[On "For Everyman" Jackson Browne] presents a moody catalogue in which nothing is quite right: Life doesn't make too much sense; love and work don't quite work out; there is meaning, but not enough meaning, in the experience of being alive. Browne's melodies are not terribly fresh; his lyrics are not particularly original. But the tone of his work is perfectly suited to those overpowering and ambivalent adolescent moods that are so chic when one is of college age. While his work collapses under scrutiny, Browne—much like such novels as [J. D. Salinger's] The Catcher in the Rye—is an effective expression of the more romantic phases of the growing-up process.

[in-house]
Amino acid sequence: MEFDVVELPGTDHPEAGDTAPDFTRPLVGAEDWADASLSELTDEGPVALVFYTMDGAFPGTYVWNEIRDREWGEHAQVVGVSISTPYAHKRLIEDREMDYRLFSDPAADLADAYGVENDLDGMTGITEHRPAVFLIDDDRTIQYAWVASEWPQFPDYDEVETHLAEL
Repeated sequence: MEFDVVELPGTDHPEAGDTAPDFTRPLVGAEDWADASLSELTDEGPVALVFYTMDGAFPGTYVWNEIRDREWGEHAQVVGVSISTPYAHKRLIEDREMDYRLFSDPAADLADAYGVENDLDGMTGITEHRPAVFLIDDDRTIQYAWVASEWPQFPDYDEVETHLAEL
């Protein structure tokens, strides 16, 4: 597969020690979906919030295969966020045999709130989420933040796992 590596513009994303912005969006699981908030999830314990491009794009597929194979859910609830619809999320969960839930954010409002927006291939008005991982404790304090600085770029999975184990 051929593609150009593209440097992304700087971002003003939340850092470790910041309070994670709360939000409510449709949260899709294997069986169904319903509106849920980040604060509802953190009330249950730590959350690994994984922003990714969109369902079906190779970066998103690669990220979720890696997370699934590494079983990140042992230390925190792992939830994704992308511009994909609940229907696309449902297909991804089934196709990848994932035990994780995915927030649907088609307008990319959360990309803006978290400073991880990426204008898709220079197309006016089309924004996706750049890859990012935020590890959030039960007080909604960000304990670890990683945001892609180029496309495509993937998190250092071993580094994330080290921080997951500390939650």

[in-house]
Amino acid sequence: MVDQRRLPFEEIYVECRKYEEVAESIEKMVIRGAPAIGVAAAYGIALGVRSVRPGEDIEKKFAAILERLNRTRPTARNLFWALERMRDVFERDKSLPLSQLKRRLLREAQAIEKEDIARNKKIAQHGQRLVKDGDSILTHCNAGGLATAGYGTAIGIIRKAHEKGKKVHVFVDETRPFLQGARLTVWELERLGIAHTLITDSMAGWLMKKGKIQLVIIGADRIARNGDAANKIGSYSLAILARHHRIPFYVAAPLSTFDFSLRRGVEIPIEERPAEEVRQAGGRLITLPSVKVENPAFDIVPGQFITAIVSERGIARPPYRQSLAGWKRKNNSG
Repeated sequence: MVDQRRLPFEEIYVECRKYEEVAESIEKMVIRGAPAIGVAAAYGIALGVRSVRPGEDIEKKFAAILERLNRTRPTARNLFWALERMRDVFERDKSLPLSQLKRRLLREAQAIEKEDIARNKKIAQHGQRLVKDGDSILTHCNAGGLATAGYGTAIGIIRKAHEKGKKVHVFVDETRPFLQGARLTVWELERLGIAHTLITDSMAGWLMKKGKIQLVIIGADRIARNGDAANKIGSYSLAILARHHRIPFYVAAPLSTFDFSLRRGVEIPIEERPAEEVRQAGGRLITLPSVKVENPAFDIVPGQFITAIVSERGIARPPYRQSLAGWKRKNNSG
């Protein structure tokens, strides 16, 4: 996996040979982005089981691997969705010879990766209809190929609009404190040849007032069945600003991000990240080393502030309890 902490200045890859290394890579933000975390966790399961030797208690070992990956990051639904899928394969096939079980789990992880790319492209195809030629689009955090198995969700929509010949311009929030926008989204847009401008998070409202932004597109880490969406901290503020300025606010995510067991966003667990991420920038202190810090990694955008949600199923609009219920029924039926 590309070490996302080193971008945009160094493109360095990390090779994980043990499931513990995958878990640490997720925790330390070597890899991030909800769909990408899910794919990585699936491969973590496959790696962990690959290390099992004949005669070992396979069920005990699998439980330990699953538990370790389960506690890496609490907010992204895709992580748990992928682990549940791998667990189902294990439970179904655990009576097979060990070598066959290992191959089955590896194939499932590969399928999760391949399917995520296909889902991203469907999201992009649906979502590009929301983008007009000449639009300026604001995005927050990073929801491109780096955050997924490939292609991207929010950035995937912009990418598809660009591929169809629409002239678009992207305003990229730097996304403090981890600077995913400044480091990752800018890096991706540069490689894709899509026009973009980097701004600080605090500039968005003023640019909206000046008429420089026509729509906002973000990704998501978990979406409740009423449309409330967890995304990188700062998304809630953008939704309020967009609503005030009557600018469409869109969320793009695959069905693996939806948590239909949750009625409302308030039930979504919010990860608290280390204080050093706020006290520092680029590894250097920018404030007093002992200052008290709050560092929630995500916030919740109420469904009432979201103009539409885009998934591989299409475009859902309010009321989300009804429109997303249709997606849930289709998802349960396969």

Henry Edwards, "The Lighter Side: 'For Everyman'," in High Fidelity (copyright © by ABC Leisure Magazine, Inc.; all rights reserved; excerpted by permission), Vol. 24, No. 3, March, 1974, p. 108.